So after a few instructions to us, he fed each cheetah a quarter of a goat then opened the gate and herded us all inside with the cheetahs. We could go anywhere in front of them, but never behind them. No wearing sunglasses, for some reason I didn't catch. The male (I think) had grabbed his goat and crawled under a shrub, basically making himself unavailable to us. The female stayed out in the open, so we could all get in front of her. She didn't worry about us being there, as she chomped on her goat.

Above: she wasn't snarling - she was mewling! They open their mouths when they cry.

Above and Below: It's tucker time! Surprisingly, their jaws are very weak, and they chomp and lick their food when eating. When hunting, they always attack from the rear or side, using the dew claws on their front legs to grip the prey, then kill it from on the back, as their jaws aren't strong enough for anything else. Also, their claws don't retract, so they can't climb trees.

Then it was time to go visit those in the third enclosure.

Above: The only shot I got with all four of them in it, unfortunately.

We were told that kids are not allowed in the enclosure, as one of the females has chased and "smacked" a few noisy, pesky kids! Good on her, I reckon!

Above: The mother of the two 14 month old cubs.

Above: The two cubs and Below: with their dinner

Then the last goat quarter was given out, to the other female (the kid hater!) and she promptly jumped up on top of the "kennel" and proceeded to eat it. The the owner invited us to come pat her.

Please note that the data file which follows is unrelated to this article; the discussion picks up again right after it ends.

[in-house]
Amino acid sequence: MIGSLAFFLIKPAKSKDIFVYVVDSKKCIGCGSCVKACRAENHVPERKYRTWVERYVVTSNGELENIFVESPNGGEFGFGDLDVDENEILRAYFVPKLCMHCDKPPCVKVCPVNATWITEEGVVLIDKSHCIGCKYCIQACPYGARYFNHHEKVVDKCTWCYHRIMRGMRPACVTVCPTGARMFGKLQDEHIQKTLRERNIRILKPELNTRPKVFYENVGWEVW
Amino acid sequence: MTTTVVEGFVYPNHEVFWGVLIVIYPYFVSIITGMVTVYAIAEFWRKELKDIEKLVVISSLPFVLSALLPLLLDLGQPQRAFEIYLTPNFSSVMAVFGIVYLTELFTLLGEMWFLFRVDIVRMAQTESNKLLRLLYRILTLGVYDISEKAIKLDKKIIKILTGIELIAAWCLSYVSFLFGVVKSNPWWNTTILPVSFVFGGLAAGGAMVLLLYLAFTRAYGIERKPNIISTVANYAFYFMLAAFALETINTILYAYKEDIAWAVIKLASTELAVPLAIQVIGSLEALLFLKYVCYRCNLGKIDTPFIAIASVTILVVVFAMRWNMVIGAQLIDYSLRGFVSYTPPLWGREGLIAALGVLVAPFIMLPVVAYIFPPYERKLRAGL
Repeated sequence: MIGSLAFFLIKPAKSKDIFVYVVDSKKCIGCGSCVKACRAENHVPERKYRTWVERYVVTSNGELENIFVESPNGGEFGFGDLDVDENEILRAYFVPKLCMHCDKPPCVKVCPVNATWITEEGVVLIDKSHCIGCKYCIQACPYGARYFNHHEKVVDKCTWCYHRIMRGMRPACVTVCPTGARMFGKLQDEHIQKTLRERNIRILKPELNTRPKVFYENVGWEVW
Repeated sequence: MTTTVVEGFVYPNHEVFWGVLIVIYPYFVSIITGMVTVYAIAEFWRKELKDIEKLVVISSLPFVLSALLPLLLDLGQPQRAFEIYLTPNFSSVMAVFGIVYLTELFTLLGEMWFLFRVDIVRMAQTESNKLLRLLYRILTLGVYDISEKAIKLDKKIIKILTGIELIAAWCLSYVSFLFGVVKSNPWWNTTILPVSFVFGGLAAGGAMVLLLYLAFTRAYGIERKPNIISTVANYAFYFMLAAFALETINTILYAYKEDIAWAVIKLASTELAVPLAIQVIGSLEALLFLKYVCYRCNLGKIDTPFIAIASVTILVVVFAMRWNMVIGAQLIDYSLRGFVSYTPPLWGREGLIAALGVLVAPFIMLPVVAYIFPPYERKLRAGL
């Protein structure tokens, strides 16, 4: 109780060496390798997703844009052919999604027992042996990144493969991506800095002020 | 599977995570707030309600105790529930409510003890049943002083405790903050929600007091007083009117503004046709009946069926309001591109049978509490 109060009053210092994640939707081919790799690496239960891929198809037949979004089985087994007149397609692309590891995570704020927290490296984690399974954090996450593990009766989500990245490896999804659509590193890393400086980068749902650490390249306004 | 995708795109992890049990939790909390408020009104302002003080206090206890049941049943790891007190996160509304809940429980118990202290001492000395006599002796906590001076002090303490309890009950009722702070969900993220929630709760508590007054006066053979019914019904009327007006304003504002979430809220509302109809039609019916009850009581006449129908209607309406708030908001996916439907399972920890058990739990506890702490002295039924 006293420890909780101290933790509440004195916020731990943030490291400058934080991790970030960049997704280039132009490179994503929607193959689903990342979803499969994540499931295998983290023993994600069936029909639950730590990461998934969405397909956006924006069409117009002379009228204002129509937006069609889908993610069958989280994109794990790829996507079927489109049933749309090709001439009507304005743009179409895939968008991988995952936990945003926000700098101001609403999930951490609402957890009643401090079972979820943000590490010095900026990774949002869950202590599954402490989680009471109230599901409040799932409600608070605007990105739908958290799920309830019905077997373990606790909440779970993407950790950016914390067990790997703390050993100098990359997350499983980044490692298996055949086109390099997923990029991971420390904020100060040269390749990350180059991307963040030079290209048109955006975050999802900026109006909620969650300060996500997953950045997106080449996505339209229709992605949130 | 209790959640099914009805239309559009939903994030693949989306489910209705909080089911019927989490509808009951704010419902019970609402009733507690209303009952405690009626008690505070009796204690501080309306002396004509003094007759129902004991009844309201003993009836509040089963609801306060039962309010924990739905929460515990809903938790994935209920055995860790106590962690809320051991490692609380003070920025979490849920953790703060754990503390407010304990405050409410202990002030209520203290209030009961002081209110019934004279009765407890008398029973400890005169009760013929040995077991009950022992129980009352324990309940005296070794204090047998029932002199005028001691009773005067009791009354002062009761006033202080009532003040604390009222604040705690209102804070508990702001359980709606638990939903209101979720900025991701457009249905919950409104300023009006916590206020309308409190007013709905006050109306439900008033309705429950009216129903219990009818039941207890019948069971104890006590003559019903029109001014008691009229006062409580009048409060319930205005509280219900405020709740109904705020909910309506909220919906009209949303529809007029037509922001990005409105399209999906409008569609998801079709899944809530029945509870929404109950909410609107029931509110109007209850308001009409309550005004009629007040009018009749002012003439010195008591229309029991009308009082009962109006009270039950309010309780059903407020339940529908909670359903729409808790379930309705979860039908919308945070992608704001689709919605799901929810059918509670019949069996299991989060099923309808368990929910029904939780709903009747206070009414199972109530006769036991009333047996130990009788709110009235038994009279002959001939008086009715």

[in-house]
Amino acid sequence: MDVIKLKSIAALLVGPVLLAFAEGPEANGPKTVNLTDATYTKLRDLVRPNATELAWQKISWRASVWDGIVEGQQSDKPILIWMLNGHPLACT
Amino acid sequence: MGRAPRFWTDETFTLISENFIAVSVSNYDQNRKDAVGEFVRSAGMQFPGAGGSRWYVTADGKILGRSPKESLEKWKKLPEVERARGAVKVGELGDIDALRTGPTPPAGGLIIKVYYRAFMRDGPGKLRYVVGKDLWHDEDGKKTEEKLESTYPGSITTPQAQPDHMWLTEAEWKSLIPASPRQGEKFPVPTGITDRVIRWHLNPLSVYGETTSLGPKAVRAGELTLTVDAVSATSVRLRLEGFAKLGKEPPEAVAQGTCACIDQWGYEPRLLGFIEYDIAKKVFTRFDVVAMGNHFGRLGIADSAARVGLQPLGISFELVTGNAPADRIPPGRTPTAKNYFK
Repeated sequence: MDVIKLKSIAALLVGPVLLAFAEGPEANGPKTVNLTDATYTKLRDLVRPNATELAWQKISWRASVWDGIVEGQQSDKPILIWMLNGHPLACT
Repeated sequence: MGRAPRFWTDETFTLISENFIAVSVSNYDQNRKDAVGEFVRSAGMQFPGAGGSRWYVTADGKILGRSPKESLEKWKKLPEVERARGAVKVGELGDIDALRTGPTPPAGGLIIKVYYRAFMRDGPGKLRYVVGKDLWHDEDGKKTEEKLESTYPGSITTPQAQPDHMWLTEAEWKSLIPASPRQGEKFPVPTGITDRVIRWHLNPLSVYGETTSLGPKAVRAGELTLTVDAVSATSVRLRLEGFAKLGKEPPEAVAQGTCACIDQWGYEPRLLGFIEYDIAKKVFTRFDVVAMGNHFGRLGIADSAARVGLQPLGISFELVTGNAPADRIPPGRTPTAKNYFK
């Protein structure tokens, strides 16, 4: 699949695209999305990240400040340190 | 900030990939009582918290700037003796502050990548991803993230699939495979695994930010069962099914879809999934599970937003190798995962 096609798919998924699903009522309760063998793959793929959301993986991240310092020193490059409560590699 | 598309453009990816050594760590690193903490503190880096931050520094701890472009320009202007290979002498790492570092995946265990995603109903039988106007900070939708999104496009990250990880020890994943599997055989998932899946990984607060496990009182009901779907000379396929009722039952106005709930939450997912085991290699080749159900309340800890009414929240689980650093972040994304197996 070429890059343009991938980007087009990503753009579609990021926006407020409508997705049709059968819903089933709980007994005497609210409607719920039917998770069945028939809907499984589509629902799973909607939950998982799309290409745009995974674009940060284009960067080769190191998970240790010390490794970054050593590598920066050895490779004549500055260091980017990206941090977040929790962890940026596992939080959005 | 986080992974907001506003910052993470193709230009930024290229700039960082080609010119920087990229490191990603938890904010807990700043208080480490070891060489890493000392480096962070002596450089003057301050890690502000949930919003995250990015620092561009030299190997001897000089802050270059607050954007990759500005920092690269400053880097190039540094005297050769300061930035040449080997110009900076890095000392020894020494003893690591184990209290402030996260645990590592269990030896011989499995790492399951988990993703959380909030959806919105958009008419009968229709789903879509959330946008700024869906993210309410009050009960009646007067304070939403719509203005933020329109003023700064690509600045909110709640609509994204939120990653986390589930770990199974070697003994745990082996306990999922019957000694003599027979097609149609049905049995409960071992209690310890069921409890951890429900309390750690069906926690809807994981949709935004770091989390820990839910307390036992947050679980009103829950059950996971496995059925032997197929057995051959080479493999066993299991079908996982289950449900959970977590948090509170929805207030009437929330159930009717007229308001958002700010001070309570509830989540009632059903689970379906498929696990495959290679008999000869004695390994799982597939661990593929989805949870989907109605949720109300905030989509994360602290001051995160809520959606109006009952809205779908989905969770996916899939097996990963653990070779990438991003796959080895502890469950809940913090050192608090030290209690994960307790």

Above: Gee, aren't I brave? Actually, a cheetah is the only predatory animal which will let a person pat it whilst eating. Ever tried patting your dog while it's eating?

Above: The two cubs Below: C'mon, there must be more in here, surely?

Above: One of the cubs. Note the large curved dew claw higher up than the others.

Above and Below: These are Quiver Trees, a strange tree, hollow sounding when tapped, with a soft pulpy core. The tribesmen would cut off a limb then scrape the core pulp out to make quivers for their arrows.

Whilst we were watching the first cheetahs eat their goat, my attention was caught by a horse over the back in a round yard, being worked by its owner. It was a beautiful Fresian stallion, high stepping around the yard. Stunning! So after patting the cheetah, I walked back with the owner and asked if I could go visit the horses. He agreed, so I wandered over to chat with his som, who had been working them.


Above: The younger stallion, and Below: The father of the other three, whom I'd seen working in the yard.

Above and Below: The two mares

Above: The gig in which the horses are shown at exhibitions and championships.Below: The younger stallion

Above and Below: Some of the Quiver Trees in the forest

Above: As we arrived at the Quiver Tree Forest, I noticed movement among some rocks. I asked Michael if they were Dassies, and he said they were, so, the first I'd seen. About the size of a wombat, but a lot more agile and quick.

I was returned to the Central Lodge. For dinner, I chose from the menu, kudu steak, but it wasn't available, so I had the oryx steak instead. Oryx is a large antelope. As the meat is rather dry when cooked, it is best eaten as medium, so I ordered mine done rare, and it comes with a Monkeypod sauce. Don't get excited - it's a combination of tomato and other sauces! It was cooked to perfection, quite red in the middle, but oh, so tender! A very slight game taste combined with a smokey flavour, but definitely not unpleasantly strong like some game. Superb!

Well fed, it's now time I went to bed.